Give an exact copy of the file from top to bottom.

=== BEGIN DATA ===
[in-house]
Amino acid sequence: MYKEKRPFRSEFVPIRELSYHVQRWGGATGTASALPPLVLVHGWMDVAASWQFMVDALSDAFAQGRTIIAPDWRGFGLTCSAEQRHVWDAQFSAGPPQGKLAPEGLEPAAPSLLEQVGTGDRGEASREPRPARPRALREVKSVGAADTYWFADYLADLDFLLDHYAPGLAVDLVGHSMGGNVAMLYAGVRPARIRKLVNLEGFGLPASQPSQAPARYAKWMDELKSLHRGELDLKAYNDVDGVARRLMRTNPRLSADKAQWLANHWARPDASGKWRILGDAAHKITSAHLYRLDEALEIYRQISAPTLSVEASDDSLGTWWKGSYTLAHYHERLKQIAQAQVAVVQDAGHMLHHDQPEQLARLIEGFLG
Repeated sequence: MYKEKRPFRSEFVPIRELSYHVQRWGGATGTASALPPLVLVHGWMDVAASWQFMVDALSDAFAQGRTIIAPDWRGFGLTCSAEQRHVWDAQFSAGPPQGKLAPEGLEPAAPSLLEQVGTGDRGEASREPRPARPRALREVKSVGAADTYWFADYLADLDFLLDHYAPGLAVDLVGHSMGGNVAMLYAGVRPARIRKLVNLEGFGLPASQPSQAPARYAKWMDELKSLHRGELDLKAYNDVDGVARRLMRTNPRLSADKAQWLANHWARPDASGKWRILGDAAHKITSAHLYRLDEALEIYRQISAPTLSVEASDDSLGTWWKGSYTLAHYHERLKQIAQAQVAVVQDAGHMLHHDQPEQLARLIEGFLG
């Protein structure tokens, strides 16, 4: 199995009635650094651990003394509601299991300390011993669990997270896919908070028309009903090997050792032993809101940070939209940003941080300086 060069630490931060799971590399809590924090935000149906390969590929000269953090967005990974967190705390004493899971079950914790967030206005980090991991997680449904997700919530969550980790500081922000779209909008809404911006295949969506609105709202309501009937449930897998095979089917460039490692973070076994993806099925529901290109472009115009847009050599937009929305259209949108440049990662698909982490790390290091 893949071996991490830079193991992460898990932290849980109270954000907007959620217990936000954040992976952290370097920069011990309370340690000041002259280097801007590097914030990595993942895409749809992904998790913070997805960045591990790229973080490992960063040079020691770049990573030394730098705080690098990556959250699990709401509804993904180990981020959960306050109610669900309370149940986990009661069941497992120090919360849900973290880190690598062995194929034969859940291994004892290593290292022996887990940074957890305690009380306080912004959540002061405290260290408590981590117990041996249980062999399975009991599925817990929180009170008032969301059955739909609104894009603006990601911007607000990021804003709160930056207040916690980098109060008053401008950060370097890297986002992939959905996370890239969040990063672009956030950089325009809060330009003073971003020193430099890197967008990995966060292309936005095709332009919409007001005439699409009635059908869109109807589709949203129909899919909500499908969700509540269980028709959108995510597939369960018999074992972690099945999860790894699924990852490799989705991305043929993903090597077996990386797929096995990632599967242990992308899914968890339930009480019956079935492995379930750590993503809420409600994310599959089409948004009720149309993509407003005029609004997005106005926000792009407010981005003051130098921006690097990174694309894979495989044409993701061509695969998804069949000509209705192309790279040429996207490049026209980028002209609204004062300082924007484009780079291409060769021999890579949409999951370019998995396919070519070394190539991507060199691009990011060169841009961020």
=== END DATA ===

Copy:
[in-house]
Amino acid sequence: MYKEKRPFRSEFVPIRELSYHVQRWGGATGTASALPPLVLVHGWMDVAASWQFMVDALSDAFAQGRTIIAPDWRGFGLTCSAEQRHVWDAQFSAGPPQGKLAPEGLEPAAPSLLEQVGTGDRGEASREPRPARPRALREVKSVGAADTYWFADYLADLDFLLDHYAPGLAVDLVGHSMGGNVAMLYAGVRPARIRKLVNLEGFGLPASQPSQAPARYAKWMDELKSLHRGELDLKAYNDVDGVARRLMRTNPRLSADKAQWLANHWARPDASGKWRILGDAAHKITSAHLYRLDEALEIYRQISAPTLSVEASDDSLGTWWKGSYTLAHYHERLKQIAQAQVAVVQDAGHMLHHDQPEQLARLIEGFLG
Repeated sequence: MYKEKRPFRSEFVPIRELSYHVQRWGGATGTASALPPLVLVHGWMDVAASWQFMVDALSDAFAQGRTIIAPDWRGFGLTCSAEQRHVWDAQFSAGPPQGKLAPEGLEPAAPSLLEQVGTGDRGEASREPRPARPRALREVKSVGAADTYWFADYLADLDFLLDHYAPGLAVDLVGHSMGGNVAMLYAGVRPARIRKLVNLEGFGLPASQPSQAPARYAKWMDELKSLHRGELDLKAYNDVDGVARRLMRTNPRLSADKAQWLANHWARPDASGKWRILGDAAHKITSAHLYRLDEALEIYRQISAPTLSVEASDDSLGTWWKGSYTLAHYHERLKQIAQAQVAVVQDAGHMLHHDQPEQLARLIEGFLG
């Protein structure tokens, strides 16, 4: 199995009635650094651990003394509601299991300390011993669990997270896919908070028309009903090997050792032993809101940070939209940003941080300086 060069630490931060799971590399809590924090935000149906390969590929000269953090967005990974967190705390004493899971079950914790967030206005980090991991997680449904997700919530969550980790500081922000779209909008809404911006295949969506609105709202309501009937449930897998095979089917460039490692973070076994993806099925529901290109472009115009847009050599937009929305259209949108440049990662698909982490790390290091 893949071996991490830079193991992460898990932290849980109270954000907007959620217990936000954040992976952290370097920069011990309370340690000041002259280097801007590097914030990595993942895409749809992904998790913070997805960045591990790229973080490992960063040079020691770049990573030394730098705080690098990556959250699990709401509804993904180990981020959960306050109610669900309370149940986990009661069941497992120090919360849900973290880190690598062995194929034969859940291994004892290593290292022996887990940074957890305690009380306080912004959540002061405290260290408590981590117990041996249980062999399975009991599925817990929180009170008032969301059955739909609104894009603006990601911007607000990021804003709160930056207040916690980098109060008053401008950060370097890297986002992939959905996370890239969040990063672009956030950089325009809060330009003073971003020193430099890197967008990995966060292309936005095709332009919409007001005439699409009635059908869109109807589709949203129909899919909500499908969700509540269980028709959108995510597939369960018999074992972690099945999860790894699924990852490799989705991305043929993903090597077996990386797929096995990632599967242990992308899914968890339930009480019956079935492995379930750590993503809420409600994310599959089409948004009720149309993509407003005029609004997005106005926000792009407010981005003051130098921006690097990174694309894979495989044409993701061509695969998804069949000509209705192309790279040429996207490049026209980028002209609204004062300082924007484009780079291409060769021999890579949409999951370019998995396919070519070394190539991507060199691009990011060169841009961020």